Vandalism

Recommended Methods (in order):
Vapour Blasting

Dry Ice Blasting
Soda Blasting

 

 
 

OPTION #1: VAPOUR BLASTING

Main Advantages:
- Fast
- Minimal water run-off
- ZERO damage to surface
Disadvantages:
- Loud
- Not safe around close pedestrian traffic
- Not great for removing tags from painted surfaces

Vapour Blasting, also known as “wet abrasive”, or “dustless blasting”, is an abrasive blasting technique that, in a way, can be compared to “sandblasting” in that the active propellant is abrasive blast media ie. sand, garnet, crushed glass, aluminum oxide, baking soda. The difference however, is that the Vapour Blasting system mixes the media with water. The addition of water buffers and lubricates the particles providing a cushion that can protect both the media and the surface from excess damage. This has the dual advantage of increasing the effectiveness of the media by lowering media breakdown, and by preventing impregnation of foreign materials into the surface.

ADVANTAGES OVER CONVENTIONAL BLASTING:
- environmental excellence
- minimal debris containment required
- 1/10th the media consumption
- 1L per minute water consumption
- Wide array of 100% inert blast media choices
- 90% dust-free
- no media embedment in substrate
- consistent finish
- no static build-up
- extremely clean surface left behind
- safe on plastic or steel
- add hot water and soap for degreasing
- no heat production
 
 

OPTION #2: DRY ICE BLASTING

Main Advantages:
- ZERO secondary waste stream
- ZERO water run-off
- ZERO damage to surface
- Eco-superiority around environmentally sensitive areas
Disadvantages:
- Loud
- Not safe around close pedestrian traffic
- Not great for removing tags from painted surfaces
- equipment must be within 80′ of work area

Dry Ice Blasting is a process in which hard pieces of frozen CO2 pellets are shot at a surface with compressed air. The extreme cold (-79°C -109°F) causes the contaminant to become brittle by causing a thermal differential between the layer of debris and the substrate. The cold shrinks the debris causing it to contract, and weaken the bond with the substrate, which when combined with the micro- explosions created by the sublimation process (800x/ms), the contaminant explodes from the surface without altering or abrading the profile of the underlining substrate. CO2 pellets can strip paints and remove grease and oil. The pellets themselves can be fragmented and can propelled at various speeds to increase cleaning rates or reduce surface damage.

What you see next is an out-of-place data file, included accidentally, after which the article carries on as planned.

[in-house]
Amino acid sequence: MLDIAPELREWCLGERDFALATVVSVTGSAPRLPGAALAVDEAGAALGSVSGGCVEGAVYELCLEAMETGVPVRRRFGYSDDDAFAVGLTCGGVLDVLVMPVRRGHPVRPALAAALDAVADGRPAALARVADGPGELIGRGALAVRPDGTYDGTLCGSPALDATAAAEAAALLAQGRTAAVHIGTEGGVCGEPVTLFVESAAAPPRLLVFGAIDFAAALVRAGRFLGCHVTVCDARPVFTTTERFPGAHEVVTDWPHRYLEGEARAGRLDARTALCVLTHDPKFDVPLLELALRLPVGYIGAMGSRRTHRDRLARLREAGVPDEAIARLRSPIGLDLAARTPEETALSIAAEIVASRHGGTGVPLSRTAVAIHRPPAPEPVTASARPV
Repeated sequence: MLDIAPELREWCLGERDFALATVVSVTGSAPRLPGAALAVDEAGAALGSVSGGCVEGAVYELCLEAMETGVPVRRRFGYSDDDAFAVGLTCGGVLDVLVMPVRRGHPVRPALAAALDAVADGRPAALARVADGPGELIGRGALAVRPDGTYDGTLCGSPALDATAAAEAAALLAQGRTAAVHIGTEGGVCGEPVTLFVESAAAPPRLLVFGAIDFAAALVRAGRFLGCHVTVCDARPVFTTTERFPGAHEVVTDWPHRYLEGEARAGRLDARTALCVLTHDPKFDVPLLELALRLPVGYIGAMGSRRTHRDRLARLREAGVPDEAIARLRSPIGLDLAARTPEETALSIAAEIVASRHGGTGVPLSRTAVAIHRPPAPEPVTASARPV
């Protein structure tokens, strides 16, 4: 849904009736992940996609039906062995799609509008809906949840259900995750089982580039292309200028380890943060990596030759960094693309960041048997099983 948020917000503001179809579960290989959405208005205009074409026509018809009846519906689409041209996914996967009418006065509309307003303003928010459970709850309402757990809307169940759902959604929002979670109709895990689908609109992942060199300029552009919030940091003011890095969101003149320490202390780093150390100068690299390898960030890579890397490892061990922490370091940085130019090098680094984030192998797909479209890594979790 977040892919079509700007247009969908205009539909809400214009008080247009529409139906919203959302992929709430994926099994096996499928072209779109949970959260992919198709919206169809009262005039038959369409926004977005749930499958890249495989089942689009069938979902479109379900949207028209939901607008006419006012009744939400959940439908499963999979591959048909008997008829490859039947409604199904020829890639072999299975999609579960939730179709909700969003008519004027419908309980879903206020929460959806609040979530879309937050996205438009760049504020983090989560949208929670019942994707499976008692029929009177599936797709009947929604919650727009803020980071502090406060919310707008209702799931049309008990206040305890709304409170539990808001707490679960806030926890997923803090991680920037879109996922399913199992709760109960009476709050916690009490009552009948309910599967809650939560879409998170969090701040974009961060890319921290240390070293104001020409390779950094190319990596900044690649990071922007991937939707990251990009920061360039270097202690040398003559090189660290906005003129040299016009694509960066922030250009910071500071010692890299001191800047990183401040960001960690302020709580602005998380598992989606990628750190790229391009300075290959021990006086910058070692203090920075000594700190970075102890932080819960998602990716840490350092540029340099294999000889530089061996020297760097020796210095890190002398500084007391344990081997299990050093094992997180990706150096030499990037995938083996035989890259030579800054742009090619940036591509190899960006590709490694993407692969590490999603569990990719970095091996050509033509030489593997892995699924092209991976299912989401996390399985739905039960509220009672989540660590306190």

OPTION #3: SODA BLASTING

Main Advantages:
- Can be used with or without water
- ZERO damage to surface
- Can be used around some environmentally sensitive areas
Disadvantages:
- Loud
- Extensive debris field
- Not safe around vegetation
- Not safe around close pedestrian traffic
- Not great for removing tags from painted surfaces

Soda Blasting is a form of media blasting in which sodium bicarbonate (baking soda) is used to gently clean and restore surfaces, and because the media is so soft it is considered to be a non-destructive media blasting method. Soda Blasting, although widely accepted as a solid alternative to “sandblasting” when substrate profiles must be left unaltered, finds it’s most effective uses in cleaning & restoration applications where odour absorption is required, or when used in food-safe environments. Since the adaption of Vapour Blasting technology, EcoJet employs the use of Soda Blasting quite sparingly especially when debris field containment is required or when working near vegetation that can be harmed by the pH causticity of sodium bicarbonate.